Although more than 27,000 persons signed petitions to place the measure on the ballot, it has drawn considerable opposition from many sectors. The mayor, City Council and School Board are against it, as are numerous civic organizations.

The Most Rev. James A. Hickey, the Roman Catholic Archbishop of Washington, took no stand on the issue, and asked parents to decide for themselves whether to vote for the proposal.

Officials of most of the city's private schools have expressed opposition to the measure, saying it offers no tangible benefits to their institutions and would destroy the city's public schools.

It was unclear yesterday where the scenes in the television ad that purported to portray life in the city's schools were filmed.

Herbert said that William Moody, a Tuscaloosa-based media consultant he met last year while working on the presidential campaign of Libertarian Party candidate Ed Clark, came to the District over the summer and filmed the commercial. Herbert acknowledged, however, that the scenes were not filmed at a D.C. public school.

"It's none of your damn business where it was filmed," Herbert said. "This is not '60 Minutes' we're talking about."

Meanwhile, opponents of the initiative have launched their own radio advertising campaign, with a variety of 30-second commercials.

One commercial, running on stations such as WRC and WTOP, whose listeners are predominantly white, stresses the argument that passage of the initiative will drain this city of $75 million, requiring D.C. income taxes to rise by 29 percent and property taxes by 36 percent.

Another ad, placed on such predominantly black-oriented stations as WOL and WOOK-FM, uses a different approach.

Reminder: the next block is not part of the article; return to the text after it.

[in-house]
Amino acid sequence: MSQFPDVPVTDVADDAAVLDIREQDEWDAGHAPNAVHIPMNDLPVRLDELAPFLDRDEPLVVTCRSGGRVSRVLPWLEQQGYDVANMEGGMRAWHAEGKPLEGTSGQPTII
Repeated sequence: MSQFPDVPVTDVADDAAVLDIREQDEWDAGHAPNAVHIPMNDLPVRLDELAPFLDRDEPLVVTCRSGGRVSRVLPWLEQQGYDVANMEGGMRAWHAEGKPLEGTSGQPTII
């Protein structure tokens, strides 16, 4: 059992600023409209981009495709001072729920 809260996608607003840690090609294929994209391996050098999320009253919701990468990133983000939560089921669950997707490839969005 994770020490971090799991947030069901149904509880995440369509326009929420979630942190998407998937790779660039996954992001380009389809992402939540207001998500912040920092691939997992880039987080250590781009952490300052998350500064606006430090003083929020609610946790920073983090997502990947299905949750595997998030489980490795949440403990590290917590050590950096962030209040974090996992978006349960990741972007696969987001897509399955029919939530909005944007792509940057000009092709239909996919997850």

"Hey, brother," the announcer says, "they're running a game on you with your taxes. You put your dollar in here, and you find over there, in some rich dude's pocket."

"It's a mean game, man, 'cause it's gambling with our kids' future," the ad concludes. "Hey, go vote 'No' on Initiative No. 7. Let 'em know they can't run a game on you."

Pike, campaign manager for the initiatitve's supporters, said that his group encountered 4-to-1 opposition when it canvassed more than 150 voters with children at the prestigious Sidwell Friends School on Wisconsin Ave. NW, where tuition for the upper grades is $4,250 a year.

The measure's backers suggest several reasons for the apparent lack of support among wealthy white parents, including the claim that many are "out of touch" with the reality of conditions in the public schools. Others attribute it to politics.

"You have to remember that Ward 3 has your upper middle-class white liberals, who think this is the worst thing they've ever heard of," says Herbert. "These are people who are perfectly content with the way things are."

Still, backers were heartened by what they claimed was 2-to-1 support among the less wealthy parents of children attending Catholic schools, where tuition is barely a fourth of what it is at the other private schools.

"They're the ones who are really going to be helped by this," said Pike. "It wasn't designed to help the parents at Sidwell Friends."